A 2-0 defeat triggers gloom and doom regarding the U.S. national team. A convincing 4-0 victory brings unbridled euphoria.
American fans have seen it all before, and all too recently.
The Copa America Centenario results to date are mirror images of what occurred in March, when the U.S. labored during a loss in Guatemala City that revived serious concerns about the national team’s direction under head coach Jurgen Klinsmann. In the aftermath of that defeat, he and his players expressed confidence the return game at home against the same foe would be different, and it certainly was.
More than two months later, as Centenario host, the USA lost to a top-flight South American team and though it conceded two goals to Colombia on a corner kick and penalty kick, many of its best players looked outclassed for much of the match. To face Costa Rica, a much weaker and very familiar opponent, Klinsmann stuck to the same starting 11 and the Americans took command by scoring three first-half goals to win going away.
Different scenarios produced similar results, and the central question is not how the USA could raise its game so dramatically when backed into a “must-win” corner. For nearly three decades -- since the Olympic team reversed a 2-0 loss to Canada by winning the return leg, 3-0, on its way to the 1988 Summer Games -- the Americans have displayed this trait, though the U-23s have also stumbled short of qualifying for the last two Olympics.
What is a concern regarding the Klinsmann regime -- and was also present under predecessors Bob Bradley and Bruce Arena -- is a disquieting failure to establish a baseline of performance and quality that can help carry the team through tough intervals. The Americans often struggle to ride out periods of pressure, and dating back to the days of Tony Meola, have often relied on their goalkeepers -- Brad Friedel, Kasey Keller, Tim Howard -- to bail them out.
Every team needs good goalkeeping to succeed, but smart teams can also defuse sticky situations by methods other than launching a long ball to buy a few seconds of relief. Playing road games in Concacaf nations often entail such realities as a dodgy surface, intense crowds, and perhaps a few questionable officiating decisions. And even as skillful a team as Mexico battles for results in places like Honduras and Costa Rica and Panama. They succeed by fighting for every loose ball when they defend and by using every possession wisely when they attack. Their superior talent is nullified if they can't utilize their poise and experience. These are the qualities essential for what the USA will encounter Saturday.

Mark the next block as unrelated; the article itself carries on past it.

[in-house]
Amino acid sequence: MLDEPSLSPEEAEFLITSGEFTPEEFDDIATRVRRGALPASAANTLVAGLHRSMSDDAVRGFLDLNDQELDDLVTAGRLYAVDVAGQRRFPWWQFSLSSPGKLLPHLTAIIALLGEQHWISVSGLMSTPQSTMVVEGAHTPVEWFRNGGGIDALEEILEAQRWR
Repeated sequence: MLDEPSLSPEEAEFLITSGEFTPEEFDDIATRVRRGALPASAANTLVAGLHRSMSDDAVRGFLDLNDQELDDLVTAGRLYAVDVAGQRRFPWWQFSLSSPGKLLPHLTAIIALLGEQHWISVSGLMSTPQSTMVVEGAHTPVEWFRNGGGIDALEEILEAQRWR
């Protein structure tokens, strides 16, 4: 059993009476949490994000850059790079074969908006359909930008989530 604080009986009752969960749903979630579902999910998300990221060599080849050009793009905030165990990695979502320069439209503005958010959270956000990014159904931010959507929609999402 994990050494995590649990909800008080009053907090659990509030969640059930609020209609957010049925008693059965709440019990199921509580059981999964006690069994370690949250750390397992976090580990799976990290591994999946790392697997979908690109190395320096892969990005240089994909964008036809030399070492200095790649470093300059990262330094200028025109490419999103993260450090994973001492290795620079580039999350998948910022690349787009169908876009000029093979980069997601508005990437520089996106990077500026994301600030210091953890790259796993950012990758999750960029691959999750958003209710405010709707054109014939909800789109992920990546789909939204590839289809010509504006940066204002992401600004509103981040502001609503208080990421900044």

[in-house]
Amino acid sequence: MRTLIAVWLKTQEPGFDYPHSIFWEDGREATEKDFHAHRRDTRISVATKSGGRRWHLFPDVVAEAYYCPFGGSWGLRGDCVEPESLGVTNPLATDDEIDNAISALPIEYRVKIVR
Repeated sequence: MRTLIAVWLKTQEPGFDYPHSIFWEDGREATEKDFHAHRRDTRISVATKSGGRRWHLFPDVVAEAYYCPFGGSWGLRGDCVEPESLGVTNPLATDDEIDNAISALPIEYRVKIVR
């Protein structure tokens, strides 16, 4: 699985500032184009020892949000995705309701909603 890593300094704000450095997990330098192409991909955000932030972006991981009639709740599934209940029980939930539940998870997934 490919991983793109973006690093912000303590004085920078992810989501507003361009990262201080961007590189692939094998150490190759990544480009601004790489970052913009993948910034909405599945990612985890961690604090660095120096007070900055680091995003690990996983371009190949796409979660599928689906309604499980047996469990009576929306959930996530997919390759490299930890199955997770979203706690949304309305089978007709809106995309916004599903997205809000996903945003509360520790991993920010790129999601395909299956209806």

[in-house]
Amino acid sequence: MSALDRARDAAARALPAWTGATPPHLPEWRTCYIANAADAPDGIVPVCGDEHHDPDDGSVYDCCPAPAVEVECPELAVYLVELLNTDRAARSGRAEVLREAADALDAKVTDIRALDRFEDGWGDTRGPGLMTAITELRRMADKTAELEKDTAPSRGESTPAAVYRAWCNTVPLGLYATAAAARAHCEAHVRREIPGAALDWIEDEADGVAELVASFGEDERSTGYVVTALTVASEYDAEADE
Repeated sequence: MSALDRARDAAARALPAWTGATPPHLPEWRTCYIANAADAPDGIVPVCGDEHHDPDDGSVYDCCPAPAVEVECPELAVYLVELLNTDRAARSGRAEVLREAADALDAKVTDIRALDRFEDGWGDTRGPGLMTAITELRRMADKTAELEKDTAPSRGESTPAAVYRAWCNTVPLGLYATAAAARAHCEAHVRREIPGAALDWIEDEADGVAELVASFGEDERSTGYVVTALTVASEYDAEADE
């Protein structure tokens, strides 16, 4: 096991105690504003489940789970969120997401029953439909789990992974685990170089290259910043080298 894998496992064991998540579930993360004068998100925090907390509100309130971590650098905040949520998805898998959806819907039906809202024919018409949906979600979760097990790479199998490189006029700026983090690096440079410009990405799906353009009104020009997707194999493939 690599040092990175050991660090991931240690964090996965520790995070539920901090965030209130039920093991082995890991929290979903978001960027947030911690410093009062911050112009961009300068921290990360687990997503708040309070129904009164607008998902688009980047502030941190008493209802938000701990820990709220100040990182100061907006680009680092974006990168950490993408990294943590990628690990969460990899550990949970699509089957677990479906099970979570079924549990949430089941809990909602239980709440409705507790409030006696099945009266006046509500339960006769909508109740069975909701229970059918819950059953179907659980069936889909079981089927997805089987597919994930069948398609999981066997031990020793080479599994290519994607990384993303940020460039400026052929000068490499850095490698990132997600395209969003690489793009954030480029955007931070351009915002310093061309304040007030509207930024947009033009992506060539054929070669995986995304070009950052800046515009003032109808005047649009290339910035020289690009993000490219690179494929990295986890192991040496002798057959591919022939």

Colombia is a superior team and once it took an early lead the Americans faced a daunting task trying to catch up. But in addition to scoring, they needed to take away Colombia’s momentum by keeping the ball, establishing tempo and getting into their own rhythm. Colombia didn’t need to swarm the Americans all over the field; instead, they applied pressure selectively, and took advantage of an alarming run of giveaways as U.S. players dribbled into double-teams or simply passed the ball into a lane occupied by an opponent.
Getting the first goal, as the Americans did against Costa Rica when Clint Dempsey converted a penalty kick in the eighth minute, is an ideal scenario. Their confidence buoyed by that early goal, the Americans dictated play and scored two more goals before halftime. The Costa Ricans tried to raise their play but were second-best to a sharp, motivated U.S. team, which survived a few shaky moments in the back to score excellent goals through Jermaine Jones and Bobby Wood. Between those goals it changed to a 4-4-2 formation and rode out the second half comfortably,
The Paraguay game presents Klinsmann and his players one of soccer’s great conundrums. Needing only a tie, do the Americans come out carefully and sort out what Paraguay intends to do? Or do they take the game to their opponents, getting them to chase and react as the visitors seek the goal they must have to win?
Klinsmann preaches boldness to his players, so it’s not likely the USA will start too conservatively. The value of an early goal in this situation is greatly magnified, especially if it’s scored by the Americans. Paraguay would then need at least two goals to win and by taking greater risks would be more susceptible to counters. The USA takes the field knowing if they don’t concede a goal they are in the quarterfinals. Its opponent has scored just one goal in the first two Centenario games yet one on Saturday could be enough.
Paraguay’s roster is full of players battle-tested in Conmebol qualifiers, Copa America matches and Libertadores Cup encounters. Diego Lozano has scored four of its seven qualifying goals and Victor Ayala stunned the Colombians by launching a rocket from nearly 30 yards that flew inside the far post. They are not the measure of Colombia in their current form yet they are more potent than Costa Rica, and will be ready to take advantage of defensive miscues and set-play opportunities to prevail in a game that, most assuredly, for them is a must-win.
For the Americans, the musts are these: match the intensity of their opponents, and be clever and focused enough not to be fooled or exploited.